MCU ‘Shang-Chi’s Simu Liu Called Out for Being “Privileged”

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Simu Liu as Shang-Chi Poster crop

Credit: Marvel Studios

It appears that the Shang-Chi star has stirred up some controversy online.

Credit: Marvel Studios

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Marvel Studios’ Marvel Cinematic Universe (MCU) actor Simu Liu who starred in Shang-Chi and The Legend of The Ten Rings (2021) has received accusations of his “privileged” position.

Simu Liu stars as the eponymous Shang-Chi in the Marvel Cinematic Universe’s Shang-Chi franchise. The film, directed by Destin Daniel Cretton was lauded in 2021 when it premiered in theaters, and the first featured an mostly-Asian cast with Simu Liu as Xu Shang-Chi/Shaun, Awkwafina as best friend Katy, Meng’er Zhang as estranged younger sister Xu Xialing, Fala Chen as Shang-Chi’s mysterious mother from hidden village Ta-Lo, Ying Li, Benedict Wong as Wong (of Wong Cinematic Universe fame), Ben Kingsley as fake “The Mandarin” actor Trevor Slattery, iconic star Tony Leung as intimidating father and Ten Rings founder, Xu Wenwu/The Mandarin, and Florian Munteanu as Ten Rings member Razor Fist.

Simu Liu as Shang-Chi in Marvel Shang-Chi and the Legend of the Ten Rings
Credit: Marvel Studios

Simu Liu shared his opinion on mental health treatment with the Twittersphere recently, which triggered a fair amount of backlash.

Liu weighed in on the stigmas surrounding seeking mental health treatment and therapy, speaking openly on the topic on his personal Twitter account — even calling out a “friend” who would abuse his friendship in an attempt to borrow “too much” money:

You guys realize your life doesn’t have to be on the verge of total collapse to be in therapy right? Like you can literally talk about whatever you want.

Like I can spend a session talking about my one friend who borrows way too much money. He knows who he is.

Now, the netizens of Twitter had something to say about this seemingly innocuous and seemingly stigma-busting post.

User @Jacey_Webb was the first to share some critique of Liu’s statement:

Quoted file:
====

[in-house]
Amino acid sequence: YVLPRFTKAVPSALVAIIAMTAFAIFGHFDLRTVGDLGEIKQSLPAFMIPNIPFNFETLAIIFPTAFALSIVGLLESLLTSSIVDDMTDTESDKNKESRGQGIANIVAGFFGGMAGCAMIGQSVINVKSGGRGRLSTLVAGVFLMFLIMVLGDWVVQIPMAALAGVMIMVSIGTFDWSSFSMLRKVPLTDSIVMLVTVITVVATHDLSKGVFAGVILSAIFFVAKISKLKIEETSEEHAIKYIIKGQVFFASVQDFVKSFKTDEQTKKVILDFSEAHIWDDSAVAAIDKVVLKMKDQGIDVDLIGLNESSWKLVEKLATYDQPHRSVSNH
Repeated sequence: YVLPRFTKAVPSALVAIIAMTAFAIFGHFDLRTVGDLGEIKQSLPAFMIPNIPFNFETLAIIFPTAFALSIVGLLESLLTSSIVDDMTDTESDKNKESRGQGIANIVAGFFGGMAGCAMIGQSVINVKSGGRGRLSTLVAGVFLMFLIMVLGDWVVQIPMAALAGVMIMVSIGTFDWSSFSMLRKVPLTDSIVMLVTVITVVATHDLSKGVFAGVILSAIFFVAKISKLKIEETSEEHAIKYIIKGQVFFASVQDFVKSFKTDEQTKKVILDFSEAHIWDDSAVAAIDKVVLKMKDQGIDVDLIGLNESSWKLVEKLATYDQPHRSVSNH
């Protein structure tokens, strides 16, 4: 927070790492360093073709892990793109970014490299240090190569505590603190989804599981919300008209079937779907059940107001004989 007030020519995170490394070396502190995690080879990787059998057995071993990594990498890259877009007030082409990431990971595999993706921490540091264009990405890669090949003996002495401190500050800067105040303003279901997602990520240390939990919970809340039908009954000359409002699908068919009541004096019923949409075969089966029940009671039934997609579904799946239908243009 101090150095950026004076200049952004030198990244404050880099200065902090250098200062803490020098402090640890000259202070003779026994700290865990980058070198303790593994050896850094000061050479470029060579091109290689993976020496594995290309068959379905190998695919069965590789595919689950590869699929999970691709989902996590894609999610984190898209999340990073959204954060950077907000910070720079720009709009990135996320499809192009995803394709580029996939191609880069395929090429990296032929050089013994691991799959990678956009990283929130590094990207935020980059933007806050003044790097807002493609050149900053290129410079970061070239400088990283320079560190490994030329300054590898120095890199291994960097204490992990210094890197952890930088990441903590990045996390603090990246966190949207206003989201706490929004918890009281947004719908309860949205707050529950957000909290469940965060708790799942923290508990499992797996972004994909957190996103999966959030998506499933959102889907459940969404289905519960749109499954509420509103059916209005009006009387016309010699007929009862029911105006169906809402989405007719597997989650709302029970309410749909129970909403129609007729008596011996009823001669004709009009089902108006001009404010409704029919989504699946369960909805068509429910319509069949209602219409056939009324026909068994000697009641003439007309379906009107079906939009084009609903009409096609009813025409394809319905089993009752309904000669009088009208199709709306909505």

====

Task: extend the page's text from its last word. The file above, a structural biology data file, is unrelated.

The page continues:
You have the correct sentiment and come from a place of good heart. But, it is important to acknowledge the fact that some people may not have access to therapy or the means to go through one financially.

Besides that though.. I agree with you!

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However, @wj_phoenix had something to say in response, pointing out that:

Not everything said is meant to be for every single person. He’s not talking about those people

This did nothing to deter the criticism though, and @DavidDucker7 shot back highlighting that “poor people” often are not able to afford healthcare or therapy:

You dont think excluding poor people from healthcare dialogue is worth complaining about? You dont think poor people should have healthcare ? That’s an invalid complaint to you ?

@_n0ts0rry_ added to this sentiment swirling around Liu’s stance, bringing up the fact that this was a “[privileged]” comment from Liu due to the “long wait in ontario for referrals to psychiatrists”, plus the reality that people are struggling unless they have “private health insurance that covers counselling”:

In direct response to this, @wj_phoenix replies, attempting to point out a few flaws in that logic:

There’s a lot of services out there that are affordable, a lot of people just fall back on it being expensive and don’t actually look into it.

Sure some can’t but he’s not talking to them then is he? He’s talking to people that can go but think it’s reserved for Armageddon

Some others tried to point out the seeming ridiculousness of the argument calling Liu out, as @EzeeT responded to @xohsmith who made a jibe as Liu’s “shang-chi cheque”:

@xohsmith: yeah sure +100$/hour talk because I feel like chatting with someone

damn the shang-chi cheque really came in

(in reply) @EzeeT: You don’t need Marvel money to go to therapy.

Overall, it seems like the internet cannot come to a consensus on this, although most seem to trend towards defending Liu’s statement promoting therapy as something everyone should consider — if the like ratios are to be believed.

Mental health struggles are something that everyone likely has to deal with in their lives, and Liu’s recommendation of seeking therapy and not letting stigma stop you can be seen as a statement supporting the benefits of the practice, and trying to dismantle prejudice around the topic. He’s not necessarily speaking about the affordability of the mental health industry — which could even be considered a totally different subject.

Do you agree with Simu Liu regarding mental health and therapy? Share your thoughts in the comments below!

Kevin Feige’s Marvel Studios is the home of the Marvel Cinematic Universe, where iconic superheroes like Tony Stark’s Iron Man (Robert Downey Jr.) and Steve Roger’s Captain America (Chris Evans)… well, used to reside.

You can watch Tatiana Maslany as the eponymous She-Hulk in She-Hulk: Attorney at Law (2022) right now over on Disney+, and check out other Disney+ Originals like Ms Marvel (2022) starring Iman Vellani (Kamala Khan/Ms Marvel), and even revisit older MCU films like Captain Marvel (2019) starring Brie Larson as the titular superhero.

Coming up next within the Marvel Cinematic Universe is King T’Challa (Chadwick Boseman) send-off Black Panther: Wakanda Forever, coming to theaters November 11, 2022.

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